A casino outside Kenosha, Wisconsin is still busy assessing the damage after hackers reportedly broke into its system. The Menominee Casino Resort became the latest target of cyberintruders when it was targeted last Thursday, but the property didn’t announce the issue until this past Monday. While the resort doesn’t believe customer data may have been compromised, it is reportedly still assessing the damage. It closed last Friday as a result of the attack and, as of yesterday, expects to be able to reopen tomorrow.
Cyberattacks Take Down Wisconsin Casino
The Menominee was forced to go offline due to “technical difficulties” resulting from an “attempted external attack” on its network, according to a posting on the resort’s website this past Monday. Details are still sketchy, but the property is said to be working with the FBI, cybersecurity experts and others to determine how significant, or insignificant, the damage is. Menominee didn’t explain what may have led to the intrusion or how the cyberattackers were able to gain access. The property’s GM, Daniel Hanson, only stated that an IT employee discovered an issue Thursday night and shut down the computer systems, adding that computer engineers were then brought in, confirming that the property had been hit by cyberintruders.
Hanson explains that the intruders were only in the system for a short amount of time and that there are no indications that anything was taken. However, the hackers were inside long enough for the property to need to completely shut down for a week to go through the software and hardware thoroughly, leading to “substantial” financial loss. If the investigation determines that any customer data was compromised, Hanson explained that those individuals will be contacted.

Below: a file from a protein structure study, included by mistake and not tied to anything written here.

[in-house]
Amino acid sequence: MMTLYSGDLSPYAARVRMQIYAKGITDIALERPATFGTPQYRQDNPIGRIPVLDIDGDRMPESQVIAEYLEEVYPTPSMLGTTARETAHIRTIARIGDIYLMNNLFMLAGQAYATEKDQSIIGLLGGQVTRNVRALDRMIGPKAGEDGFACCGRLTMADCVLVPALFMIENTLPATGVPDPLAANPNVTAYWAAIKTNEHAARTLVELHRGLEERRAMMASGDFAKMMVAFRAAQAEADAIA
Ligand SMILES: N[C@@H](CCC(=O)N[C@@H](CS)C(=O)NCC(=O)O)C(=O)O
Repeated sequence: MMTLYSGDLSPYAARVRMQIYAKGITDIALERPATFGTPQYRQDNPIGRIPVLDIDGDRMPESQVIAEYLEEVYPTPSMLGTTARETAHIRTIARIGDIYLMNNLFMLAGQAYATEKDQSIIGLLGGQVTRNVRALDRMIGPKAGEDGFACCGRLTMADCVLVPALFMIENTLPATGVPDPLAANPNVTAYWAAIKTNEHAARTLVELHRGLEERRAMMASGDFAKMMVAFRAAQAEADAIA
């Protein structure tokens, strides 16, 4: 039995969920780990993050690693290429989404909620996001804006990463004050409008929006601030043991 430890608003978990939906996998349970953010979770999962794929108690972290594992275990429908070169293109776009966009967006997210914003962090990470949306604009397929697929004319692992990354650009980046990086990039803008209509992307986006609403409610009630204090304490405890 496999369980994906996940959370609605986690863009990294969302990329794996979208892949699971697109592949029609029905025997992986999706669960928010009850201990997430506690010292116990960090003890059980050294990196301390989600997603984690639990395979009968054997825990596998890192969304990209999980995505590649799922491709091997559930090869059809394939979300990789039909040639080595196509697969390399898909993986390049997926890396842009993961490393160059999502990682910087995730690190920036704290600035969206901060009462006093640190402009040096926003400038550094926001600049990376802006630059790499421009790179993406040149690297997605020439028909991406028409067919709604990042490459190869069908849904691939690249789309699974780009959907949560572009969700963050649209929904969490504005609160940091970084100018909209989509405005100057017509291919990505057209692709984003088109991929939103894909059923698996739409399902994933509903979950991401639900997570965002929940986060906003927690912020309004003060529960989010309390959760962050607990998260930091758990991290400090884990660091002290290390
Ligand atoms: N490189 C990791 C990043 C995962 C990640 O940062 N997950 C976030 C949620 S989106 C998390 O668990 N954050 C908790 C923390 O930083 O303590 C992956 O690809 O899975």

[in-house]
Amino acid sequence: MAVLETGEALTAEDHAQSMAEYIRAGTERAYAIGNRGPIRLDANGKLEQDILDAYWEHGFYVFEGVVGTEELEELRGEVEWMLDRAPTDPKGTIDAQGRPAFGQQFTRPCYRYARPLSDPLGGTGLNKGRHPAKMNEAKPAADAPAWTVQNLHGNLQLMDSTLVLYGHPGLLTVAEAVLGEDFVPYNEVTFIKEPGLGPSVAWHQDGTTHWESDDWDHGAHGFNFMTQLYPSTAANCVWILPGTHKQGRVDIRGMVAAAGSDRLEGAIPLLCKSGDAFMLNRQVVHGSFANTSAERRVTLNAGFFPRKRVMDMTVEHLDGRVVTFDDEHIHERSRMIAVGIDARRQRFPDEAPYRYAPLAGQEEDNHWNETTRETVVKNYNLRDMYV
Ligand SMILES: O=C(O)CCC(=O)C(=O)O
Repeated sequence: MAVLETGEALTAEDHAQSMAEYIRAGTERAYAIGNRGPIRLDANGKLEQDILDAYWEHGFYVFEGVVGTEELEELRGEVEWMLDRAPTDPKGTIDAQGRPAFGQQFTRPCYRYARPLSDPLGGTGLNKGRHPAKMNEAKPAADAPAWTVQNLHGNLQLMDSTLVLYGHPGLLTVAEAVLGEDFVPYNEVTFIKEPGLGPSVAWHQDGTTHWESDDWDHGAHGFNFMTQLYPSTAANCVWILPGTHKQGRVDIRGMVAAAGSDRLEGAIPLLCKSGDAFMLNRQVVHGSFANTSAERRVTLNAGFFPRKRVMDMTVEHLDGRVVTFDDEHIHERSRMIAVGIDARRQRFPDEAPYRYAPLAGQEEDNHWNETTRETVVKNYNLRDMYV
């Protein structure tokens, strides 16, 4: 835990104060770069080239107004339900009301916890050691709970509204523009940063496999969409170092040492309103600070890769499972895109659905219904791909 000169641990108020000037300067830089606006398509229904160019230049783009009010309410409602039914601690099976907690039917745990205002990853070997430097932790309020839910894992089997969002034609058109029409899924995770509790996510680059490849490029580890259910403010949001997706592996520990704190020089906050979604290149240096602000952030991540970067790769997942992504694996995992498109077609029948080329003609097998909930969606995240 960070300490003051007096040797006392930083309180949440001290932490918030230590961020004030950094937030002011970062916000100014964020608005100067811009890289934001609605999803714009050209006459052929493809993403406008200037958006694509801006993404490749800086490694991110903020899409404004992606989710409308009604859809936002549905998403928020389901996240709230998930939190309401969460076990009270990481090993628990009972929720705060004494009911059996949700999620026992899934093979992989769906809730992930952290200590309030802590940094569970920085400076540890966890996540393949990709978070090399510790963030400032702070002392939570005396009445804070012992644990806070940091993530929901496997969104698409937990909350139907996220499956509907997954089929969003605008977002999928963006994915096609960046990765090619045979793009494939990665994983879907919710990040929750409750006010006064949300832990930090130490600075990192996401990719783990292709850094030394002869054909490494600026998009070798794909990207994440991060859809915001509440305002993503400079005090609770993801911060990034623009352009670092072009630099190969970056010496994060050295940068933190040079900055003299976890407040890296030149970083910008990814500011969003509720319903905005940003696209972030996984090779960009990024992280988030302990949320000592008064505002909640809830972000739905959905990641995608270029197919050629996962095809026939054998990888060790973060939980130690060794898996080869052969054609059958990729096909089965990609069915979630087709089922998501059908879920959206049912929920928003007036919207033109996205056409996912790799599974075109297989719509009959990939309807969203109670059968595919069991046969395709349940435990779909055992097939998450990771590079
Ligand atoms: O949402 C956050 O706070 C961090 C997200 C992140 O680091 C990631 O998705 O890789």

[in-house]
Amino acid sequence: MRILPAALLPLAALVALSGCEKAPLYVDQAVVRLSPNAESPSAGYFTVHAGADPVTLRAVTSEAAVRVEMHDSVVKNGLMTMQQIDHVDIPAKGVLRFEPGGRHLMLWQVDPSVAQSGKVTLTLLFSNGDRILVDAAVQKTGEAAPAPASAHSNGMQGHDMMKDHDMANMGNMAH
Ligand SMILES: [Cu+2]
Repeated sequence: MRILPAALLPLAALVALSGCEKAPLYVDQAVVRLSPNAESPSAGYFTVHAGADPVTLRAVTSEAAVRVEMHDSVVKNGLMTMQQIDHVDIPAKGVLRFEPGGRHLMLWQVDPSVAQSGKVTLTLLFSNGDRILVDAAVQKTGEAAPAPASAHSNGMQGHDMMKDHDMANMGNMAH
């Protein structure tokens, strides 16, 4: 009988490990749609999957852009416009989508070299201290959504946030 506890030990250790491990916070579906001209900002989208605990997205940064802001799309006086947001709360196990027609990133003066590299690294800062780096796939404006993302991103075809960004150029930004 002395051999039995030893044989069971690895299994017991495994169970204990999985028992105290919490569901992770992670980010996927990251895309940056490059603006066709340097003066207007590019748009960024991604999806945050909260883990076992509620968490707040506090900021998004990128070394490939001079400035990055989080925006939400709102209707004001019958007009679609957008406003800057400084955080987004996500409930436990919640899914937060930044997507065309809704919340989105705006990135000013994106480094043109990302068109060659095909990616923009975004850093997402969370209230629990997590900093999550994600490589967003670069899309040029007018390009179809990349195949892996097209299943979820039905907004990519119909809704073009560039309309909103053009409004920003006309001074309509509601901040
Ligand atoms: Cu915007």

Cyberattacks Continue Across the US
There have been a number of high-profile cyberattacks already this year, including on the Colonial Pipeline and meat supplier JBS. In those cases, ransoms were paid via cryptocurrency; however, law enforcement has since been able to retrieve most of the payment from at least one of the attacks. The attack on the Menominee is not necessarily related. The other two intrusions were against large companies with deep pockets, but the resort is a small property in a town of fewer than 2,000 inhabitants. That would seem to indicate that the attack isn’t related to the larger ones that took place earlier this year.
However, there may be more than just a tenuous connection. Many hackers work in groups and share information, and a number of independent casinos have been targets over the past couple of years. It’s a great way to test capabilities without raising a lot of suspicion, as many smaller companies won’t report attacks. It would have been a relatively safe assumption that perhaps the casino intrusion came from a disgruntled employee or perhaps some bored teenager looking for a thrill, but a report from NBC 26 News could indicate the attack was more sophisticated, and could be linked to something bigger.
Customer Believes Data Was Compromised
The news outlet reported yesterday, despite the casino being confident that no customer data was compromised, that one patron has had his debit card information stolen in what may, or may not be, related to the attack. Pete Otradovec is a customer of the casino and received a call from his bank, informing him that his card had been used to make two odd purchases. He had just used his card a day before the casino closed to buy gas at a convenience store affiliated with the casino and.
While the purchases and the casino hack may not be related, Otradovec believes they are. He has never had his card compromised, and the two purchases totaled over $400, originating thousands of miles away in Colorado to send money using WorldRemit. Otradovec told the media outlet, “It’s really, really suspicious that that happened at the casino with their cyberattack and then this happens to me this week after using my card there.” The Menominee hasn’t responded to requests for comment.